"Developers such as Hammerson, Land Securities and fund manager Henderson Global Investors said their pipelines were centred on key regional cities, because of rental growth prospects and their affluent customer bases. 

"Redstone said:
"Britain is overshopped. The problem we have is that the number of financially-viable opportunities outside London in this country, which are going to provide (retail shop) accommodation that's in demand, are very few."


Link to web site
"Foundations strong for retail property despite concerns at BCSC"

"Statistics produced by the BCSC for this year’s event show that 11 per cent of all retail units in the country will remain empty on a long-term basis, and the group’s Chairman Richard Akers has called for reform of rental rates and empty property charges to try and address this.

"... If anyone needed inspiration on how to manage and complete these huge projects they could have done worse than hear the presentation by Ardent’s Joint CEO Roger Madelin on Tuesday, about his company’s development of the huge King’s Cross site in central London.

"He explained how:
  • extensive research, 
  • active involvement in a community, 
  • the creation of something inspiring, and 
  • groundbreaking architecture 
should all preoccupy the mind of the modern property professional."

[enlarged for the benefit of Hammerson.]


No fevered speculation over Sarah Booth replacing Stuart "I'm off!" Haydon as Hammerson Company Secretary

Link to web site

"23 Sept: Stuart Haydon has resigned as company secretary of Hammerson."

Hammerson's David Atkins: Brent Cross is no longer the flagship? (it's Bullring [sic])

Link to 'More Vision 2'
(can enlarge to full-screen)

"How can retailers and urban developers reach out and engage with [the] influential yet fickle urban tribe?

"... David Atkins, CEO of Hammerson [says] that developers and investors need to be aware of the changing needs of Citysumers [sic]. In Birmingham, the company's flagship Bullring [sic] centre had six restaurants when it opened:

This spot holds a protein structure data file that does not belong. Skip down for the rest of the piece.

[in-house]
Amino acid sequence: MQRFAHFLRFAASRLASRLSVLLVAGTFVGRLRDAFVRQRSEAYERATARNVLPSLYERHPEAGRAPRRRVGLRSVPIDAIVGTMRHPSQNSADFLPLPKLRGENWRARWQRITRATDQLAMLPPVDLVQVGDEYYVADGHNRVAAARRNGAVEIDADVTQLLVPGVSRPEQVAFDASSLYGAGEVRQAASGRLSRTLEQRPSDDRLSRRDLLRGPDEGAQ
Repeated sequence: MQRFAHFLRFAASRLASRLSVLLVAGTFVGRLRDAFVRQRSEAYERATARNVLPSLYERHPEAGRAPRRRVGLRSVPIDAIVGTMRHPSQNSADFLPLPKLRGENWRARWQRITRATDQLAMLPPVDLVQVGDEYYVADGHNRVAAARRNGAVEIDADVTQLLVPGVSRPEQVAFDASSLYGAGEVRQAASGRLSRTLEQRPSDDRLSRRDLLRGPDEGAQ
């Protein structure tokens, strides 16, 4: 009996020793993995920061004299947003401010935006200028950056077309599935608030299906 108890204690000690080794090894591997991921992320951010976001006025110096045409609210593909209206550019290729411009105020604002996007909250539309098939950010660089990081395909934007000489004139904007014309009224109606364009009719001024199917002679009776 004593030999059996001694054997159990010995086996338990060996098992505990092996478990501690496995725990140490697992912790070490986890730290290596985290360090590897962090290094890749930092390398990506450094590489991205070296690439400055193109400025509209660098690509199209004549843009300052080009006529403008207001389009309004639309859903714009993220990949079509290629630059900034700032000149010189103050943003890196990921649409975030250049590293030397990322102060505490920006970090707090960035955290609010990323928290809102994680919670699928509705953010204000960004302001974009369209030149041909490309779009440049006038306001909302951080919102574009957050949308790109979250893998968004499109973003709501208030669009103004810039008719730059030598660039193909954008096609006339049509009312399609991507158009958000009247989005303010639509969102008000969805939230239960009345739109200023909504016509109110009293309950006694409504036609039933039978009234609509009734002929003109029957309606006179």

"At Aberdeen, which is half the size, we started with 26."

The Observer: "Park Hill estate, Sheffield's notorious landmark, gets £100m revamp"

Link to The Observer/Guardian

"Developers take gamble on formerly run-down housing estate, with first renovated apartments going on sale in October.

"For many people in Sheffield over recent decades, Park Hill was the last place you would want to end up living as a social tenant. It thus sounds little short of a miracle that around 1,000 people have expressed an interest in buying a flat in the vast postwar housing estate, a fortnight before the homes even go on sale."

Link to later 'The Guardian' comment.


Dept. for Transport new report: "Green Light for Light Rail"

Report design in 2011 Austerity Britain
Link to DfT summary web page

"Whether it is labelled light rapid transit, light rail or tram, this mode of transport is popular with passengers. It is also good for economic growth and good for reducing carbon, both key objectives of the Coalition Government.

"During more than a century of development, light rail has proved itself an effective and efficient means of taking large numbers of passengers directly into and around the heart of a city, connecting communities and supporting businesses. The fact that, even against a uniquely difficult financial backdrop, we have announced since May 2010 our financial support for a number of light rail extensions in England demonstrates very clearly our belief in the benefits that light rail can provide."

BBC: "Car fumes 'raise heart attack risk for six-hour window' "

Link to BBC web site

"Breathing in heavy traffic fumes can trigger a heart attack, say UK experts. Heart attack risk is raised for about six hours post-exposure, and goes down again after that, researchers found.

"They say in the British Medical Journal that pollution probably hastens rather than directly cause attacks. But repeated exposure is still bad for health, they say, substantially shortening life expectancy, and so the advice to people remains the same - avoid as far as is possible."

Evening Standard: "More than a million visit Westfield in first week" (Tumbleweed blows across Brent Cross)

Link to Evening Standard

"The huge new Westfield mall in Stratford has smashed all records in its first week, by attracting more than one million shoppers. 

"The crowds have been so enormous that the main entrance to the £1.45 billion centre next to the Olympic Park had to be shut for an hour on Saturday. 

"The million mark was reached in seven and a half days, easily beating the ten days it took sister-mall Westfield London, in White City, to reach the same milestone."

Link to the 'Brent Cross Coalition' map for


"Shopping Centre developers prune project plans" (it's not about prunes)

Link to web site

" A lot of schemes in the pipeline that were planned to be very large are now coming down in size, ... Risk-averse developers are casting a wary eye to looming UK economic headwinds, in the form of stunted growth, a bleak retail environment, and weak consumer confidence.